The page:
Paris' Hôtel de Ville (no, it's not a place where tourists rent rooms, it's French for "city hall") is a pretty happening place to be. It seems that every time I walk past it there is a new event taking place. I've seen a Red Cross blood drive, big screen TVs broadcasting the French Open, a count-up of Ingrid Betancourt's days in captivity, and a carousel offering rides to children. And that's just on the outside! The inside boasts an ever-changing schedule of art displays and photography exhibitions. Nothing ever stays around for too long, as I discovered once again last weekend. To my great surprise and delight, the building's large square had been transformed into a luscious green space complete with fish pond, flowering plants and grass. It's Paris' latest, and my personal favorite, public outreach project. But, if they're going to forbid lying in the grass, could they at least have had the little guy doing the dastardly deed not look so blissfully comfortable? He's making me jealous.

Thursday, July 17, 2008

The Same Game

When you travel, you might at some point start to feel very different from the people you encounter along the way. Finding yourself in a foreign country with a foreign culture surrounded by a foreign language will make you think more about your own country, culture and language and you'll naturally start to make comparisons between "yours" and "theirs." Why do they do this? Why do they eat that? Personally, I sometimes feel like there are oceans between myself and the French (metaphorical oceans, not the Atlantic); between what we value, between how we see the world, and between how we live our lives. But sometimes, usually when you least expect it, you will see or hear something that reminds you not of our differences, but of our similarities. When you travel, you might at some point start to feel very much like the people you encounter along the way.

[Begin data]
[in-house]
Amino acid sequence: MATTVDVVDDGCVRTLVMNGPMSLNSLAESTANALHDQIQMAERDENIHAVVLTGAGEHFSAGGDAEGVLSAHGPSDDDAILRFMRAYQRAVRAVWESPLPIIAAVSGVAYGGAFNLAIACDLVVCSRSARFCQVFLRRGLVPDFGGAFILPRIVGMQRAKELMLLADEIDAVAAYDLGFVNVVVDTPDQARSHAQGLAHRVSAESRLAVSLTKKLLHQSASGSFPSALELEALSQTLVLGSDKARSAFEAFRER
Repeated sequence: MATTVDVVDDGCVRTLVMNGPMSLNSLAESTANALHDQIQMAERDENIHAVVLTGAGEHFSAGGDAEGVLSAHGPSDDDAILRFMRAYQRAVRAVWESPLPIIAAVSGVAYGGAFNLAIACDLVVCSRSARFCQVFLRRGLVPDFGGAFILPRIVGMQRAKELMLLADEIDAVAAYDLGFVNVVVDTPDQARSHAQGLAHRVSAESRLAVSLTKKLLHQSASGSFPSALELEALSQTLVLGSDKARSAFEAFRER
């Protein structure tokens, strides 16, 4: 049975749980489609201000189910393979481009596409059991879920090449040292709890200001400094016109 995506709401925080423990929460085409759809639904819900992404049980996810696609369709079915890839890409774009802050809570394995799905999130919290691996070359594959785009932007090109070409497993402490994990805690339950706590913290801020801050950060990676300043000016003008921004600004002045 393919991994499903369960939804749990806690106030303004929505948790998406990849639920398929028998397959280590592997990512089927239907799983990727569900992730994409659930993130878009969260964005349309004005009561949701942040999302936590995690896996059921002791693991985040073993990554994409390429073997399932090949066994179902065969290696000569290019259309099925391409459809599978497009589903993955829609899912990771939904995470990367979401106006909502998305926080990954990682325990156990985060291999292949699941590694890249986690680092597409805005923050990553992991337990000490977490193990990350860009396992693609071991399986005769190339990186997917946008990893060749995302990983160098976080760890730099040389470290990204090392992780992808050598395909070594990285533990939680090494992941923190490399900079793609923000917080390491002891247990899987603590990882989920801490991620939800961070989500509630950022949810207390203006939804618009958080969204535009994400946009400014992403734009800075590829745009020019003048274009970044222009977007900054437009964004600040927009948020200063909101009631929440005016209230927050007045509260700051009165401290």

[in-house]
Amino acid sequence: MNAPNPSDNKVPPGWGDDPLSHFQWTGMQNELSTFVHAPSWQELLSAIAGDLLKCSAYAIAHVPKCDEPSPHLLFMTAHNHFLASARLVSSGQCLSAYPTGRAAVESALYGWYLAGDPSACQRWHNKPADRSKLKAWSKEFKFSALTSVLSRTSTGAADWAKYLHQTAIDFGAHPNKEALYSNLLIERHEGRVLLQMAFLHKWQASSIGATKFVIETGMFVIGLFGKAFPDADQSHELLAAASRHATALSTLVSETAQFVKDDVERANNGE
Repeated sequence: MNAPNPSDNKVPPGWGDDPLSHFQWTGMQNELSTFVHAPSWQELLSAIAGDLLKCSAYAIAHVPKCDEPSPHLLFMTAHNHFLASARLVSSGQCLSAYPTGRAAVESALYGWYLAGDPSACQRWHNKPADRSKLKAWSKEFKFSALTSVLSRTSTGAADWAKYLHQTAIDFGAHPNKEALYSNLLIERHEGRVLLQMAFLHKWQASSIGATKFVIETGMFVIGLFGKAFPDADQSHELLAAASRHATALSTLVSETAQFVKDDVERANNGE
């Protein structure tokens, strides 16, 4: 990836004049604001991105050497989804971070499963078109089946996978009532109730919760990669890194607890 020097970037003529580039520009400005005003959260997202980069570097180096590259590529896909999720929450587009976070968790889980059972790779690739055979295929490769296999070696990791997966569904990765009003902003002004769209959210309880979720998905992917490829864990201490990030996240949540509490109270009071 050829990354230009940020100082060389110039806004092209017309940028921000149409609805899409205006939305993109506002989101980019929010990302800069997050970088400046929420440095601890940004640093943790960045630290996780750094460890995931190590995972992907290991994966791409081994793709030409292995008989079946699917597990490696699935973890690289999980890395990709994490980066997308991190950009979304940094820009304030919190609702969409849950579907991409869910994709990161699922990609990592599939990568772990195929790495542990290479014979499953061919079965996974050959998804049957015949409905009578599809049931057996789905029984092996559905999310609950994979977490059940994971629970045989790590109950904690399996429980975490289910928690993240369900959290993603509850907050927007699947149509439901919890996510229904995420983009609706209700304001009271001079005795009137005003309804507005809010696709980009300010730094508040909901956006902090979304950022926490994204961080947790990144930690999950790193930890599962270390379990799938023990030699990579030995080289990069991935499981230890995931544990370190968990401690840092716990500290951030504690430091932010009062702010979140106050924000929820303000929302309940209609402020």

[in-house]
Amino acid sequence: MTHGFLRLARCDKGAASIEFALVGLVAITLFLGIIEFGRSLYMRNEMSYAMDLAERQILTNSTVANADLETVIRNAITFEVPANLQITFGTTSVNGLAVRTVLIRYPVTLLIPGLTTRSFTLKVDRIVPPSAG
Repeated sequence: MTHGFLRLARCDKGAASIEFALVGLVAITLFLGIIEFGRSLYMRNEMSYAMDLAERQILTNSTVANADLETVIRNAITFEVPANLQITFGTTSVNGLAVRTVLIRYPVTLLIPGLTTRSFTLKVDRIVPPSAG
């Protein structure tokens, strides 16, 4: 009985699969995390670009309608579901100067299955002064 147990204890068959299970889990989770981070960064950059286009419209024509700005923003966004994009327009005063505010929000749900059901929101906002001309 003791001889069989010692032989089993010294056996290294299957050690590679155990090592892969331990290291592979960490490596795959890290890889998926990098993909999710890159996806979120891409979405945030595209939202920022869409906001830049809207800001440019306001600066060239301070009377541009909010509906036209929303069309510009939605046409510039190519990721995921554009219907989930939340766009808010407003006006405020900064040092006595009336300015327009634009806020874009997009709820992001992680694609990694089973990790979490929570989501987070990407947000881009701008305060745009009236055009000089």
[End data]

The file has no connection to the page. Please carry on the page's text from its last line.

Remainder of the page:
Last week's trip through France provided me with plenty of opportunities to feel at one with humankind. Sure the speeds on French roads were so much higher than those on American roads, but weren't all the passengers looking at the map with a confused look on their faces just like me? And yes, it was difficult to find a hotel in the middle of France on a Sunday night because many of the more interesting ones were closed on Sundays (What?!?! Is there anything in this country that doesn't close on Sundays?), but weren't there countless riders who enjoyed putting their bare feet up on the car's dashboard just like I did? My biggest we're-all-the-same-deep-down-inside!" moment came while at a market in the south of France. One of the fruit stands was giving out free samples of watermelon slices, and a very pleased little girl was eagerly biting into hers. Unfortunately, she hadn't quite yet figured out how to eat watermelon without dripping the juice all over her clothes. When her dad quickly stepped in for an impromptu lesson ("bend your body forward at the hips!"), I thought about how many other children and parents around the world have had that exact same discussion. It isn't a France thing, or a USA thing. It's a human thing.

Now, don't get me wrong; differences truly are the spice of life. Meeting different people, eating different foods, listening to different music...if it wasn't for these experiences, most of us wouldn't travel at all. If everything was the same everywhere, it'd be a whole lot cheaper to just stay home. It's just that there's something so special about that feeling you get when you find the common threads that exist throughout humanity. In fact, I think that the discovery of the things that connect us is one of traveling's greatest pleasures. It reminds you that, no matter how far from home you roam, you're always in good company.